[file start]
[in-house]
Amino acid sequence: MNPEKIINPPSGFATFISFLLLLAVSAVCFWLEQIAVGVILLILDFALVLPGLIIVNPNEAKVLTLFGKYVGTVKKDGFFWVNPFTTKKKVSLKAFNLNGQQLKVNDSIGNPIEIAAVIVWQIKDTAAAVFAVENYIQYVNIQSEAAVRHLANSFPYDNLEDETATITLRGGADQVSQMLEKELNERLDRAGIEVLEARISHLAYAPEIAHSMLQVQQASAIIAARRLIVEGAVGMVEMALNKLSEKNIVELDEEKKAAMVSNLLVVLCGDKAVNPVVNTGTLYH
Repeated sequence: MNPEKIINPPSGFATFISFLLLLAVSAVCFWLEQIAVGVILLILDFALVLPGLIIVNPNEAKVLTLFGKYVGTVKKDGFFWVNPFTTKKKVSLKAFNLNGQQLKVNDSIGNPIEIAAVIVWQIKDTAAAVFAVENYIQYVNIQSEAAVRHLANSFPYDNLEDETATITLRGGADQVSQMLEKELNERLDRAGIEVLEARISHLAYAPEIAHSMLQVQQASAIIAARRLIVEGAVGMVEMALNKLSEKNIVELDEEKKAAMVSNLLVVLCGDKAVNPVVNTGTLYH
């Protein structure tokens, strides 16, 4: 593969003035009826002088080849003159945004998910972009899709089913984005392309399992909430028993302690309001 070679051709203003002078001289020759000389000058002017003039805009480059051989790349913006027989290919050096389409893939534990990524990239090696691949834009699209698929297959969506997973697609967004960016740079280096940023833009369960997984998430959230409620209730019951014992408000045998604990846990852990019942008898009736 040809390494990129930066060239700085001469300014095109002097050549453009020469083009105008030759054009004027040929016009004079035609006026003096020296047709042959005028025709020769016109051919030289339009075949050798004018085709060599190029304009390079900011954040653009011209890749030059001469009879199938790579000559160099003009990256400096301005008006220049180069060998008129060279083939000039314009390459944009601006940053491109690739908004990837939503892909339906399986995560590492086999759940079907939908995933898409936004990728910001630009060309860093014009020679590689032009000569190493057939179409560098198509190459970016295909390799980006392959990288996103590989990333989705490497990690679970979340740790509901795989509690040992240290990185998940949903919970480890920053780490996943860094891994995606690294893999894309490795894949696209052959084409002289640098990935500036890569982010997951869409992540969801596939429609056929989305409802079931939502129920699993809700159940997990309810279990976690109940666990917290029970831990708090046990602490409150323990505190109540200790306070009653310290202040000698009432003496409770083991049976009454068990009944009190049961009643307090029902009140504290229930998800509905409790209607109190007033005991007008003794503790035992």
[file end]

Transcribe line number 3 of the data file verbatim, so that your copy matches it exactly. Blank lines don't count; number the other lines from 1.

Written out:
Repeated sequence: MNPEKIINPPSGFATFISFLLLLAVSAVCFWLEQIAVGVILLILDFALVLPGLIIVNPNEAKVLTLFGKYVGTVKKDGFFWVNPFTTKKKVSLKAFNLNGQQLKVNDSIGNPIEIAAVIVWQIKDTAAAVFAVENYIQYVNIQSEAAVRHLANSFPYDNLEDETATITLRGGADQVSQMLEKELNERLDRAGIEVLEARISHLAYAPEIAHSMLQVQQASAIIAARRLIVEGAVGMVEMALNKLSEKNIVELDEEKKAAMVSNLLVVLCGDKAVNPVVNTGTLYH